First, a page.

Verdict: It’s not a PS3. It’s not even a PS2. It’s something new. It doesn’t look new, but between the controller and the sheer joy of Console Octodad, it feels new.

Sort of ironic that this ended up that way, and I might feel differently once I get a chance to play around with the Kinect 2. But there we are.

(Postscript: I don’t hate the Kinect concept, and truth be told, I don’t have a problem with MS or the Xbox, either. I like that the 360 gave Sony the kick in the ass they needed, and Halo’s good stuff. I just dislike the whole Default Platform thing. I have ever since it was the NES.)

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Hearthstone Impressions (And a wee bit of personal stuff)

It’s been far too long.

It’s been hard to write lately. I’d underestimated circumstances’ ability to affect one’s ability to sit down, focus, and communicate. Starting to think I’m a bit like Spider Jerusalem, who “never could write when [he’s] out of the city”. Urban and suburban/exurban life are more strikingly different than I’d ever known–and while I might still take up a standing offer to enjoy true rural existence for a little bit, this exurban exile reminds me of how much I appreciate and depend on the energy and vitality of the city.

I kind of sympathize with Andrew Ryan’s Periclean Bioshock slogan about how “all good things flow into the city”. An odd sentiment in a profoundly physiocratic country like Canada.  It’s still never felt truer.

(Oh, and if anybody from Bento Miso in Toronto reads this: I profoundly miss your space and the company I found within it.)

Anyway, I did get into the beta of Hearthstone: Heroes of Warcraft. It’s been a great experience. It’s amazing how such a slight game has revived my bruised faith in Blizzard.

Why “revived”? Several reasons:

  • It shows that Blizzard still understands game design. Hearthstone takes the core of Magic: the Gathering, with its strategic-level deck building and tactical-level in-game card management, and removes a lot of the difficult and idiosyncratic elements that make Magic so hard to learn. Resources are straightforward, interrupts are kept to a minimum, and card effects are easy to understand. I’d never played more than a few hands of Magic, and I was up to speed in Hearthstone after a few games.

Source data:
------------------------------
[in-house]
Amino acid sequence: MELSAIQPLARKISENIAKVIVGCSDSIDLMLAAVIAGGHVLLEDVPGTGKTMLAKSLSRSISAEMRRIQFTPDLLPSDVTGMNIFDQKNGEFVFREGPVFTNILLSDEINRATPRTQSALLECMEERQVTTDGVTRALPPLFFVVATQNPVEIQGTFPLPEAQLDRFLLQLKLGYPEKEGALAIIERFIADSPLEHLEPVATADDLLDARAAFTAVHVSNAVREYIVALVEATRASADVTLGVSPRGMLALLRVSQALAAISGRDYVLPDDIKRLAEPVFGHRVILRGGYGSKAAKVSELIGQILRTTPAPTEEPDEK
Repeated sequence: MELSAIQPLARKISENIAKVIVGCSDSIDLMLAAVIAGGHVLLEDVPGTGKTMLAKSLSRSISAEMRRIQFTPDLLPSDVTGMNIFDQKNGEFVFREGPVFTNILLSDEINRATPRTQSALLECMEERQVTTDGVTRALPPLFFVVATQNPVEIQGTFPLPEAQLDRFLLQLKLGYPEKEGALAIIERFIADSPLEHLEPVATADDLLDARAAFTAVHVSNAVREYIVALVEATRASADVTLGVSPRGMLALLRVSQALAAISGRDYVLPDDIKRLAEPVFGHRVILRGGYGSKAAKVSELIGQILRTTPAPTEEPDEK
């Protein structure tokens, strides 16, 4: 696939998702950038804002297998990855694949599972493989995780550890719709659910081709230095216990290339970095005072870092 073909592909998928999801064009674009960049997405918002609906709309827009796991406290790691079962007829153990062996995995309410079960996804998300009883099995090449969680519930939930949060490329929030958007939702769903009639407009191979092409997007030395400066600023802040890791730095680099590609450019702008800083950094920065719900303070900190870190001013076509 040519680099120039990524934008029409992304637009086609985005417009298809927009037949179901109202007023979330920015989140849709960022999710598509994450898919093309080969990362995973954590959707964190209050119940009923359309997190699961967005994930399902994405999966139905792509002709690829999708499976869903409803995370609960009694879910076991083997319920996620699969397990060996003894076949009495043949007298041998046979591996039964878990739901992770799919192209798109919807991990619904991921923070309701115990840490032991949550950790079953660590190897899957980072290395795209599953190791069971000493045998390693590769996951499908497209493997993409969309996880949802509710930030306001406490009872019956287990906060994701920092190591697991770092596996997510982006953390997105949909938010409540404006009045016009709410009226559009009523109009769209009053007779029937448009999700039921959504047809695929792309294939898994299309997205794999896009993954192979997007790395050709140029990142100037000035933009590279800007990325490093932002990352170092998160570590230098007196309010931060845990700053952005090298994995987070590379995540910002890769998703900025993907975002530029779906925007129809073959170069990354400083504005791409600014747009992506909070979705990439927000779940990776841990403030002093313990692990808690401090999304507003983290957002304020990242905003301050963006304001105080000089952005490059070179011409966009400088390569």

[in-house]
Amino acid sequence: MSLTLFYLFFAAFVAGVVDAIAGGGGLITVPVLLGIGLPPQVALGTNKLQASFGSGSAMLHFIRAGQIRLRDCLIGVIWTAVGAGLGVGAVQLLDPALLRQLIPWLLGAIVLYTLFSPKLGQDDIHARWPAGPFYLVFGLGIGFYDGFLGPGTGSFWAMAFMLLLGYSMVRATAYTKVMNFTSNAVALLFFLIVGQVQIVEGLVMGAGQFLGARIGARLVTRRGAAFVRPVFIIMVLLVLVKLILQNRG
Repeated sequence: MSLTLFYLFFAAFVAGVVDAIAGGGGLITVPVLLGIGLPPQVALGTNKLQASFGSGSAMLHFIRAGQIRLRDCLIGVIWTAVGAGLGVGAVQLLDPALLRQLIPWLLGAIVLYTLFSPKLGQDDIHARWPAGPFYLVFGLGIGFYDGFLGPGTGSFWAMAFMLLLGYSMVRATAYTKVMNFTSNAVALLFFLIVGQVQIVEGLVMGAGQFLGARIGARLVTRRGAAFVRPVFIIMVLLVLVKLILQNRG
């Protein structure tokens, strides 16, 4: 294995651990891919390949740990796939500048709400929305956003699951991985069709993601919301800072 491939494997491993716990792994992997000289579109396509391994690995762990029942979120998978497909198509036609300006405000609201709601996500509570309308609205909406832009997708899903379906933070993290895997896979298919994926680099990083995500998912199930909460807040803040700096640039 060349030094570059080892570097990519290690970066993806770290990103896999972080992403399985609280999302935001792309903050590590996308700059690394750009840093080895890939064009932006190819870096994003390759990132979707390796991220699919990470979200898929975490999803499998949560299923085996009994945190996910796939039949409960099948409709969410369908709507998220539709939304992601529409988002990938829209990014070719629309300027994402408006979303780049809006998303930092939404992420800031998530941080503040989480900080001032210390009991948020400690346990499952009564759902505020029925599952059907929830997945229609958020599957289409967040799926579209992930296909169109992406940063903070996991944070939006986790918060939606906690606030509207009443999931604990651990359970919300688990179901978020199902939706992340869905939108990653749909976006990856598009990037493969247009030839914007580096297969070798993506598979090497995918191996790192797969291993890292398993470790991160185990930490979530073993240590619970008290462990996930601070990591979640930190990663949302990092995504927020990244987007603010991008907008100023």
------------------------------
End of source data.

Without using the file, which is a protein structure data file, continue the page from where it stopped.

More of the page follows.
• It shows that Blizzard learns from its mistakes. The Diablo auction house was an absolute disaster, a disaster that I’d identified over a year ago and that Blizzard is only now rectifying. There was real danger that a free-to-play game Hearthstone would be as blatantly “pay to win” as Diablo 3 had been. It was quite plausible that Blizzard would (once again) dangle the prospect of profit in front of their audience, creating yet another ultimately unsatisfying metagame.

That didn’t happen. You can get by quite nicely without paying for cards, and cards aren’t tradeable at all. You won’t make money playing Hearthstone, and you shouldn’t.

  • It reveals that amazing Blizzard polish. The game is beautiful. Screenshots don’t do it justice. Cards have top-notch art and animate beautifully: minions transform into gamepieces and drop onto the board with a satisfying “thunk”, while spells really animate and fly across the gameboard with every bit of the dazzle of the World of Warcraft abilities they were based on.

If anything, spells and abilities are almost better than their WoW counterparts.  Almost all are immediately recognizable, even if you don’t look at the description. That’s a lot more like DOTA2 or League of Legends, boding well for Blizzard’s newly retitled MOBA, Heart of the Storm. That’s probably why Hearthstone is rivalling those games when it comes to streaming popularity right now.

Yes, the game still has balance issues. Rogues were overpowered and Priests useless right before I got in, and from what I’ve seen, the reverse is now the case. (Though I’d hate to see them remove Mind Control, since it’s one of the most interesting effects in the entire game, and used to great effect in a way that it never was in World of Warcraft.) There are still too many classes that are near completely dependent on rare cards to be viable. And I feel that the way the matchmaking rating system works could stand to be a bit more transparent.

Honestly, though…those are minor issues and almost certainly why this beta is happening in the first place. They’ll sort ’em out. I, finally, have faith in them.